July 19, 2018
IntelBrief: Israel Challenges Iran in Syria
On July 15, 2018, on the eve of President Donald Trump’s high-stakes summit with Russian President Vladimir Putin in Helsinki, Israel conducted the latest of its increasingly frequent air strikes in Syria. Israel struck an Islamic Revolutionary Guard Corps-Qods Force (IRGC-QF) installation at Nayrab airfield near Aleppo, Israel’s deepest strike to date. That, and a strike on IRGC-QF infrastructure in Syria’s Tiyas airbase several days earlier, bracketed a July 11 Moscow meeting between Israeli Prime Minister Benjamin Netanyahu and President Putin. Netanyahu, perhaps more pointedly than President Trump, impressed upon Putin that Iranian development of infrastructure in Syria which threatens Israel is unacceptable and will be attacked. Netanyahu repeated to Putin his consistent assertions that Israel’s only interest is in rolling back Iran’s presence, not in destabilizing President Bashar Al Assad. Conversely, Russia’s only interest in Syria is protecting the Assad regime, and not necessarily in reducing Iran’s presence in Syria.
Both Israel and the Trump Administration accept Russia’s core goal that Assad’s forces will eventually restore control over most or all of Syrian territory. Israel also concedes that it must allow in some Syrian civilians fleeing to Israel for medical care or to avoid the violence, which enables Israel to gain a measure of international applause without more directly embroiling it in the internal Syria conflict.
The Israeli strike on July 15 suggested that Putin gave Netanyahu his assent to the ongoing pattern of Israeli strikes on Iranian infrastructure in Syria, which includes drone bases, arms warehouses, and possibly factories to build rockets and Iran’s specialized anti-armor devices called “explosively-formed projectiles” (EFPs). Iran supplied EFP weapons to Shia militias in Iraq, which used them to significant effect against U.S. armor in Iraq—including killing 500 U.S. service people—from 2003-2011. Israel will not permit Iran to easily supply such weaponry to Lebanese Hezbollah—weaponry that could neutralize Israel’s ground advantage in a future conflict. Israel’s recent strikes reflect a heightened response to Iran’s presence in Syria, whereas Israel’s earlier maneuvers there focused on Iranian weapons transshipments to Hezbollah.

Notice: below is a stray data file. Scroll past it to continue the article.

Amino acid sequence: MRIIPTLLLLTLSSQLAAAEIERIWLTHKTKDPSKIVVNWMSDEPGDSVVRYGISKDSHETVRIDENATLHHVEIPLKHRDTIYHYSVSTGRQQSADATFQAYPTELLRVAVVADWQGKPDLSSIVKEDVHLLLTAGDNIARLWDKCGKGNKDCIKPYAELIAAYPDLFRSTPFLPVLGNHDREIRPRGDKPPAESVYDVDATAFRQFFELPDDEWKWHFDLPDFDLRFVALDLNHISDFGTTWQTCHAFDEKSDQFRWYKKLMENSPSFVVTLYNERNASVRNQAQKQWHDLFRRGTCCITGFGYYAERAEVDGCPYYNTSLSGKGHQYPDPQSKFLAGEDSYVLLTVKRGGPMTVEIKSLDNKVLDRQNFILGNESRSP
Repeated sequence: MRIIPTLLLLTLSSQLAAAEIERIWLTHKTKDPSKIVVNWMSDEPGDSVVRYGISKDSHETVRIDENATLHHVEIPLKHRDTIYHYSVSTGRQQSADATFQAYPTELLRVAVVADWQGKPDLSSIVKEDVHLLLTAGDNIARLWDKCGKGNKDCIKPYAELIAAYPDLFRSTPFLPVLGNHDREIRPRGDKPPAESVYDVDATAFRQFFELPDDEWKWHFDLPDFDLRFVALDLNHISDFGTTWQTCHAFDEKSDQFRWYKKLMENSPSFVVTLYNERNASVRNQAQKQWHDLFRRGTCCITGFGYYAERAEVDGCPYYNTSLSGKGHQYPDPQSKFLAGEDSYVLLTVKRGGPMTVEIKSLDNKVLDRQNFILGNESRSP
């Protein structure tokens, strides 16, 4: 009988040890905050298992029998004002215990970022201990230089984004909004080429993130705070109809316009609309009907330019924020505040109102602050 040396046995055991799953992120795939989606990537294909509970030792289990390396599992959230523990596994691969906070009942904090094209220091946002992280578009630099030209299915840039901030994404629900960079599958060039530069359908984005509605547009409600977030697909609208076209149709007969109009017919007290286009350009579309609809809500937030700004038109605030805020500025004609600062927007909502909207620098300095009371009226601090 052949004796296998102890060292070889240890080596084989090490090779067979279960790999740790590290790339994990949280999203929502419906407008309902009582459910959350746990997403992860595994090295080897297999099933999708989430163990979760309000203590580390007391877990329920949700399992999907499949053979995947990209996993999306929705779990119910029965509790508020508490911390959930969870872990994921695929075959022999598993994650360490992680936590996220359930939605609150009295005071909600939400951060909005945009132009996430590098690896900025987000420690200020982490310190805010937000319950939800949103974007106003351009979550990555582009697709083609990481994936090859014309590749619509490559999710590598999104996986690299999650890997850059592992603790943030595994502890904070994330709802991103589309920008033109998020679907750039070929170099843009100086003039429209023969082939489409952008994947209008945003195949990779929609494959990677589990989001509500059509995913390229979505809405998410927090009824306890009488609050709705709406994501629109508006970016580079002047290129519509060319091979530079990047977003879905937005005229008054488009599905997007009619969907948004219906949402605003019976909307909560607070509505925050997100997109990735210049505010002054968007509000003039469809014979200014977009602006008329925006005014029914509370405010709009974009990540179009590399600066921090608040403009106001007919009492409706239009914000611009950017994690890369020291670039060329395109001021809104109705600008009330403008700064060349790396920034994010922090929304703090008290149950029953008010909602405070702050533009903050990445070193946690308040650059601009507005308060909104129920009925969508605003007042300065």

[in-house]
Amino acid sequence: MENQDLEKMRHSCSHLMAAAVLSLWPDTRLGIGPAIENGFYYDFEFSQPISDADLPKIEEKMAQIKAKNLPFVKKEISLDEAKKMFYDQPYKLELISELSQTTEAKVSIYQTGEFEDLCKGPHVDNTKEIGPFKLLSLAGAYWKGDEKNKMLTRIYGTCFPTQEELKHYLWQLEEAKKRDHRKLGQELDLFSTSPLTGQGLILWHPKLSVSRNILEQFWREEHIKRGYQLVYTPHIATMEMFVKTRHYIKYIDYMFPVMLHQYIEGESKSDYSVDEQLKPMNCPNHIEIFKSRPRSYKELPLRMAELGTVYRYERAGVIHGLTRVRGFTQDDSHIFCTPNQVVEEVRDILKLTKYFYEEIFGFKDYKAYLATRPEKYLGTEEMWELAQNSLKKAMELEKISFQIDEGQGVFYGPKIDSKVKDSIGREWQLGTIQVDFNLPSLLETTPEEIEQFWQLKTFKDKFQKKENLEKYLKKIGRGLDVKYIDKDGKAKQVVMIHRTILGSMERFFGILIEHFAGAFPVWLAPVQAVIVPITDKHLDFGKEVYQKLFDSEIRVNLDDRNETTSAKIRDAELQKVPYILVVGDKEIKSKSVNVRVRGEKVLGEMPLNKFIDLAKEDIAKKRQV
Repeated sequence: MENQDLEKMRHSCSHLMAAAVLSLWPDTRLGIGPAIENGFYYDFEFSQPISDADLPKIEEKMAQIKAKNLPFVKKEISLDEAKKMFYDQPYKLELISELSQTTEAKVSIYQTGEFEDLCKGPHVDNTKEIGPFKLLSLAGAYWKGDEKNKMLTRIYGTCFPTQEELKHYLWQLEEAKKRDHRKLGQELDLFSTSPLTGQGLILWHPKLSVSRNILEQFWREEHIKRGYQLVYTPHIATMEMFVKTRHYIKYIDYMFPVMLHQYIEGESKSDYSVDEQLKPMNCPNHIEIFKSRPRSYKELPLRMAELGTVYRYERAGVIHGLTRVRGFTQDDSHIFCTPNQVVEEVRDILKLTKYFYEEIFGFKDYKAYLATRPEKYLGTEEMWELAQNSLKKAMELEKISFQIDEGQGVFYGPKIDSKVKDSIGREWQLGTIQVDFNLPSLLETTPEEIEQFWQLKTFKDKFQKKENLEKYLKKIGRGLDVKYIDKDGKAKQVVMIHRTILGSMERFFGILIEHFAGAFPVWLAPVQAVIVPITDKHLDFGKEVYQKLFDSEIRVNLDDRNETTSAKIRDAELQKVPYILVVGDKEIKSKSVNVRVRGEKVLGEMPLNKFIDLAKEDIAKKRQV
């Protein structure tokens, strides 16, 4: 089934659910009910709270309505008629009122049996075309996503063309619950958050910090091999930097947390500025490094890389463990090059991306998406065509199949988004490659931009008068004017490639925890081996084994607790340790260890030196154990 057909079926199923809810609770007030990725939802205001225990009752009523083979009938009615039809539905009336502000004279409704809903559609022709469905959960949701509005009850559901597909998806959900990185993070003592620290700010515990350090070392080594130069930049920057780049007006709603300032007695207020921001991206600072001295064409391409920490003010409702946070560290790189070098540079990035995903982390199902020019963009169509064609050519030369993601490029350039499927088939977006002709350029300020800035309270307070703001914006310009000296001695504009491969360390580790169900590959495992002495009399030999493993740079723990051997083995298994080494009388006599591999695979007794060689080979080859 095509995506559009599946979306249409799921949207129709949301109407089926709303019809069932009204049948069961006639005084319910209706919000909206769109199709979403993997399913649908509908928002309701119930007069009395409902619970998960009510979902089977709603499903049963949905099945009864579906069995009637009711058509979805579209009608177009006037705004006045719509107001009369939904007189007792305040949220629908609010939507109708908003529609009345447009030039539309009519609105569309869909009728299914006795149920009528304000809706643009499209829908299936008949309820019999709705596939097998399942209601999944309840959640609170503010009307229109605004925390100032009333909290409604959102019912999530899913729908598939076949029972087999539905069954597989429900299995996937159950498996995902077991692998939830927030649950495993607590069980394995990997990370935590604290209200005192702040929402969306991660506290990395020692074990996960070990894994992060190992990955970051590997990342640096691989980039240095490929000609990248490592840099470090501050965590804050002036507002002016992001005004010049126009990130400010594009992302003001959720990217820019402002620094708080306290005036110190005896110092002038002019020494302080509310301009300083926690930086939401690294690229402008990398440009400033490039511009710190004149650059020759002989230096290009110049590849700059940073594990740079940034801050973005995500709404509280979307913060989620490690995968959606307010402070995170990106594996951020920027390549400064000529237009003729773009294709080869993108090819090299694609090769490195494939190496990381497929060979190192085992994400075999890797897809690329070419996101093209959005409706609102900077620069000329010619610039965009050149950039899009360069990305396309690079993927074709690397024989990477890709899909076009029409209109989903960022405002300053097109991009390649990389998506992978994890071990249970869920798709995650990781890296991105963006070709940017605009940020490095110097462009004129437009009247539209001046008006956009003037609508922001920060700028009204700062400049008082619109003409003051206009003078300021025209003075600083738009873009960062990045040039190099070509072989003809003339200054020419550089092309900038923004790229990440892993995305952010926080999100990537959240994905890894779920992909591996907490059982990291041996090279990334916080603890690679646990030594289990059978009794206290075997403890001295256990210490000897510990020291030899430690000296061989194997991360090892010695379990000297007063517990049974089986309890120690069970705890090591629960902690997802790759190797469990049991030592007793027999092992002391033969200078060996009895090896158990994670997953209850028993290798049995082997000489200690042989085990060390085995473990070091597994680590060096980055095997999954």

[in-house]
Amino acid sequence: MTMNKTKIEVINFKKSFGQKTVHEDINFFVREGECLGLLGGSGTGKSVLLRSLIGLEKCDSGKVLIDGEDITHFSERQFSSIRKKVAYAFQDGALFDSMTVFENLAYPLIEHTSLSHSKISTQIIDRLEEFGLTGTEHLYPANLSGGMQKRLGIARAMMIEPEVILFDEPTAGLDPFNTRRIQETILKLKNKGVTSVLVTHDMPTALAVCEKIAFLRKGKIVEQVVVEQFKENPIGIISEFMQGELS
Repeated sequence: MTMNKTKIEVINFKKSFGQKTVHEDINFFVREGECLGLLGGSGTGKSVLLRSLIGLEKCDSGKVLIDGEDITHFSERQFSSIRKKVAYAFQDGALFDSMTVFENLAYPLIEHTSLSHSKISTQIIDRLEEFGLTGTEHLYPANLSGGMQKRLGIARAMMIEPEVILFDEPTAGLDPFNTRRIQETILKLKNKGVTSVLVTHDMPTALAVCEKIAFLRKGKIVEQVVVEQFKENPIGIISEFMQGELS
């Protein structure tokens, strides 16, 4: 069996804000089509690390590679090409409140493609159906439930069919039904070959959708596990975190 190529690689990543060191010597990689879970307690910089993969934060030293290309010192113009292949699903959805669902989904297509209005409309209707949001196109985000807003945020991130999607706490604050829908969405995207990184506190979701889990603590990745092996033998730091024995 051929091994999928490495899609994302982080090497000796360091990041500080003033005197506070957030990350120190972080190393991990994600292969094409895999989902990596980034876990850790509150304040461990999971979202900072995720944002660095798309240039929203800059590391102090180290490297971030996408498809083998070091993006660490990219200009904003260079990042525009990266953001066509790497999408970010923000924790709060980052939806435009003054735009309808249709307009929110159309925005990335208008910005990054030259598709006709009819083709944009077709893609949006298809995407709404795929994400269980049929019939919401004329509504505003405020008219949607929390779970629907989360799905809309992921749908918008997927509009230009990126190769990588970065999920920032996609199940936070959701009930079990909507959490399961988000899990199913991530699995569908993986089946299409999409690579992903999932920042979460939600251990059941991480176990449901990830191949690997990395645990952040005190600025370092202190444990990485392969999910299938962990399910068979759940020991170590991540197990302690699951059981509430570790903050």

Israel’s insistence on striking Iran in Syria, despite the Russian presence there, reflects a calculation that Putin is unwilling or unable to compel Iranian forces to withdraw from Syria or stay away from Israel’s borders. The latter is an immediate Israeli concern as the conflict moves closer to the Israeli-controlled Golan Heights. Iran will not leave Syria at mere Russian insistence, as Iran is intent on ensuring that Assad remains secure. Further, it can use its presence in Syria to pressure Israel more broadly.
Israel’s effort to destroy Iran’s infrastructure in Syria comports with Trump Administration policy of ‘rolling back’ Iran’s regional influence without further embroiling U.S. forces in the region. To that extent, Israel is serving as a proxy for the United States—furthering U.S. objectives without requiring a U.S. buildup. If Israel is successful, President Trump might even realize his longstanding objective of extricating U.S. forces from Syria entirely. The Trump Administration would likely claim a significant success, even though its policy will have left in place a regime responsible for half a million deaths and the total destruction of its country.
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